BD:   Is the best music-making chamber music?

JJ:   Oh, yes!  I often find myself actually doing it and feeling like apologizing to every orchestra, because the job of the conductor is so ridiculous in many senses.  Most of the time when it
s functioning really well, it’s just to assist the orchestra to make music for itself, and to listen to one another.  That’s when you can really conduct musicwhen everybody is reacting to one another, as in chamber music.

BD:   [With mock horror]  You’re a conductor who wants to stay out of the way???

JJ:   [Smiles]  I’d love to.  I don’t know if I’m very good at doing it, but it’s my belief.

BD:   It seems like a unique concept.

JJ:   No, I learned it from experience.  I was very lucky to be Assistant at the beginning of my career in Cleveland with Lorin Maazel.  All the great players there were looking after a very raw conductor who came straight from college in London.  I must have been making horrible mistakes, but I learned from them what they spoke so much about.  Maazel had said this of orchestras, and you feel it very much.  In the greatest scores, giant Schoenberg scores, or Mahler scores, or Strauss scores, most of the time music is soft.  Most of the time it’s one instrument featured as a solo, with a quartet of some sort going on somewhere.  That’s all it is, and when the great orchestras play, it’s always chamber music.  The greatest conductors you see working with the great orchestras, there’s that wonderful freedom, and give-and-take that goes on that makes for the miraculous performances.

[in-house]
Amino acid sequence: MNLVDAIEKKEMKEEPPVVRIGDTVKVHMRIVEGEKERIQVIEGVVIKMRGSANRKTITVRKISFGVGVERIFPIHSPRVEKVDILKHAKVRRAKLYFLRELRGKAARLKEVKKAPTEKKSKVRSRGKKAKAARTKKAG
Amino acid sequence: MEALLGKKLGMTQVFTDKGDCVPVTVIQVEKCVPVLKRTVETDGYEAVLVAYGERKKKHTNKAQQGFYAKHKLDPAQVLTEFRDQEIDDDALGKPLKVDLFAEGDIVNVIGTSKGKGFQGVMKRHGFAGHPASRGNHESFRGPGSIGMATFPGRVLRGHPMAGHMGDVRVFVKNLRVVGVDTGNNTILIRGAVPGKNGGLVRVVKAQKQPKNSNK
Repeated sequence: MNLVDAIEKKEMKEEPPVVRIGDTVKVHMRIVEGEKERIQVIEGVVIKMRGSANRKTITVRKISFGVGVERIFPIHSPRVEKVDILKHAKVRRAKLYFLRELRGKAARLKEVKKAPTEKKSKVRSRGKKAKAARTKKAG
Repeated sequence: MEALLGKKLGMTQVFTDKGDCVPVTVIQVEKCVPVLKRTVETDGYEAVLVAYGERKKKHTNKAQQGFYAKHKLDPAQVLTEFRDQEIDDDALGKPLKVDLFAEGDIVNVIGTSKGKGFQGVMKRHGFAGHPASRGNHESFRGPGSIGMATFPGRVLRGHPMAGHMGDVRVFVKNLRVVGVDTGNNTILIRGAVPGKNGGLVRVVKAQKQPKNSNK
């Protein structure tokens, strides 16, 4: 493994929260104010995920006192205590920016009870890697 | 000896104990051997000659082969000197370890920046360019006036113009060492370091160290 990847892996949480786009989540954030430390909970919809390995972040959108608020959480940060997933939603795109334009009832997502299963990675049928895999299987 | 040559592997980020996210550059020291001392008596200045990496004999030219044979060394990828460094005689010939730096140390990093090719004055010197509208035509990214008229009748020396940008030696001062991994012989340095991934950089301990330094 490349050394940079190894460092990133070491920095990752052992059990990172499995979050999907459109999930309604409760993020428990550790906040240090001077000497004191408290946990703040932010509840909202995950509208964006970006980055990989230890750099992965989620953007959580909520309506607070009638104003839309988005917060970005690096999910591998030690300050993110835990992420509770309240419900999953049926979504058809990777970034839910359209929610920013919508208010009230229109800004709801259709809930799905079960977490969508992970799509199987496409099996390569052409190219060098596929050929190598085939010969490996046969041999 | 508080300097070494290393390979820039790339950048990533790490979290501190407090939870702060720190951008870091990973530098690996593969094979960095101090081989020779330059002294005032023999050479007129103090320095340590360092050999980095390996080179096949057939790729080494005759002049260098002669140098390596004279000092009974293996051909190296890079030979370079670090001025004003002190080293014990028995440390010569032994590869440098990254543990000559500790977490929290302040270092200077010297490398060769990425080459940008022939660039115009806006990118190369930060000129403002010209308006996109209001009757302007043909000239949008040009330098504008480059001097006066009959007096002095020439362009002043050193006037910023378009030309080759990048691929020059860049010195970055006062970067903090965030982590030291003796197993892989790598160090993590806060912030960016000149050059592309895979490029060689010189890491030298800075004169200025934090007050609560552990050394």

BD:   You enjoy making music with these various orchestras?

JJ:   Oh, yes!  It’s always a different challenge.  It’s asking a lot for us to arrive and face a hundred new people, and in a couple of hours create an intimacy.  With some exceptions, the best results inevitably come
when a conductor can get close to an orchestra, and where you start to develop a physical technique with the musicians which is all about shaping music and not about eating time.  That comes from a relationship built over a period of years.

BD:   Is all of this shaping done in rehearsal, or do you leave something for the spark on the night of performance?

JJ:   Always.  Rehearsals are there for work, and your rehearsals are inevitably boring for many people.  During rehearsals, you have to make sure everything is there, but I can’t imagine performing at rehearsals how you perform in a concert.  Once you know that everything is in place, you don’t try to do something extra.  But it’s inevitable, if you know the music well.  You feel the music within the evening.  There’s only one time that you can give so much to make it really come alive, and the fun of performance is the unknown, and the risk-taking.